Alison Hatcher looks at why it is so important to improve diversity in the pensions sector, and how to do it
Diversity is on everyone's lips these days. Is it just hype, or can we do anything about it? Last year, we were one of 140 financial sector companies to sign up to the HM Treasury Women in Finance Charter. The Charter's aim is to acknowledge the need for change, to encourage disclosure of diversity information, and to raise general awareness of the issue.
However, diversity is an extremely broad subject and, while we might think the issues are common knowledge, in practice we and other financial firms all seem to be at different stages of the thought process.
A commonly-used framework is to ask ‘why, what and how'. We believe in this approach, as supported by the Pensions and Lifetime Savings Association whose diversity advisory committee helps trustees answer these questions. We also think the issue must be tackled at the highest level. Amid declarations of intent, campaigns for equal rights and media interest, trustee boards have the power to make diversity a reality.
The goal of achieving diversity at board level is twofold. The first aim is to manage our reputational risk and implement higher governance standards. Companies and schemes need to improve transparency and to ensure management teams and boards are representative of their stakeholders.
The second goal is to mitigate the risk of ‘group think' by achieving cognitive diversity. This is also a key governance issue, to ensure boards deliver the best possible outcomes for stakeholders by maintaining independence of thought and effective debate. Diversity is a highly effective means of obtaining fresh viewpoints that will challenge the status quo, and identify new risks and opportunities.
There has been some engaging research which has argued for the benefits of diversity in companies, from the 2007 report The Bottom Line: Corporate Performance & Women's Representation on Boards - which demonstrated that companies with women on their board tend to outperform their male-only-led peers - to a 2015 McKinsey report that found a positive correlation between diversity and financial returns. The potential benefits of diversity for corporates are likely to apply to trustee boards and any financial organisation.
To help direct our reflection, we can look at two sets of statistics.
The first illustrates some of the barriers to change. For example, a 2018 Green Park survey reported that, while 56% of institutions thought diversity would be important in the next five years, only 6% thought it made a difference. The same survey found that leaders tend to appoint collaborators in their own image.
The second set centres on current board-member profiles, showing for example that in the UK, 83% of governance bodies in private-sector pension schemes are all-male. In 2017, a survey conducted by Leeds University Business School and Aon Hewitt found that trustees had a median age of 55, were 81% male, 78% educated at degree-level in business or management, and that 80% made investments themselves.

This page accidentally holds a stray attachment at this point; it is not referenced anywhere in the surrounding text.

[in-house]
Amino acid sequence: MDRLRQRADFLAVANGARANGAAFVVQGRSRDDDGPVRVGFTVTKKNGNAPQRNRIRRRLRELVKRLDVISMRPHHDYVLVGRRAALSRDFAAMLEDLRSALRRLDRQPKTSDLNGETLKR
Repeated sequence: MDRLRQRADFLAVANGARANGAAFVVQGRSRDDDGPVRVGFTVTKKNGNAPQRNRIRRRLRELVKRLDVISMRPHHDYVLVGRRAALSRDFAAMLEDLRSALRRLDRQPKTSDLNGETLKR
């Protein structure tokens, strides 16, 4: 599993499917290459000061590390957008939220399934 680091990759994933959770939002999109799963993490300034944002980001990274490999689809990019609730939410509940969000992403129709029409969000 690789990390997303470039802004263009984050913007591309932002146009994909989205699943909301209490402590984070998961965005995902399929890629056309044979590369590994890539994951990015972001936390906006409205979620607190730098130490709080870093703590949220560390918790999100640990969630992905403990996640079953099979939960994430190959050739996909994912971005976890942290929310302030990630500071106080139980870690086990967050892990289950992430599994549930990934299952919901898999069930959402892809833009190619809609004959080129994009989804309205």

As these examples illustrate, most surveys have centred on the visible aspects of diversity. While this is useful, diversity has more dimensions, and can be split into three broad areas:
- Identity (e.g. gender, race, sexual orientation)
- Social economic (e.g. background, education)
- Cognitive (e.g. personality type)
This offers a much wider scope for action, but many of the underlying factors are intangible. This begs the question of how we measure them, and how we help bring changes about.
Some boards are taking tests to identify their diversity across these three areas. Designed by specialist providers and consultants, they help boards tackle the issue as part of their risk management and governance models.
Indeed, consultants can play a crucial role here, helping ensure that diversity of thought is at the forefront of risk management approaches. As they offer solutions to measure and manage diversity, they will facilitate change for those boards that seek it.
The next step is to look to the long term, to ensure the sustainability of diversity. Here we can also learn from corporations, who have long been managing these kinds of risks in their hiring processes.
For pensions' trustee boards, the question brings to light another debate, around member election versus member selection, as biases in the process can affect a board's diversity. For example, where individuals are required to nominate themselves, this can exclude introverts.
Let me end on our responsibility as an industry. We need to explore options to measure, develop and sustain diversity on boards. We need to make diversity an integral part of risk management processes and a no-brainer in terms of good governance, pushing for change through regulation, policy, committees and conferences. If as an industry we can embrace the need for change, then collectively we can make it a success.
Alison Hatcher is global head of corporate sector, client strategy, at HSBC Global Asset Management.
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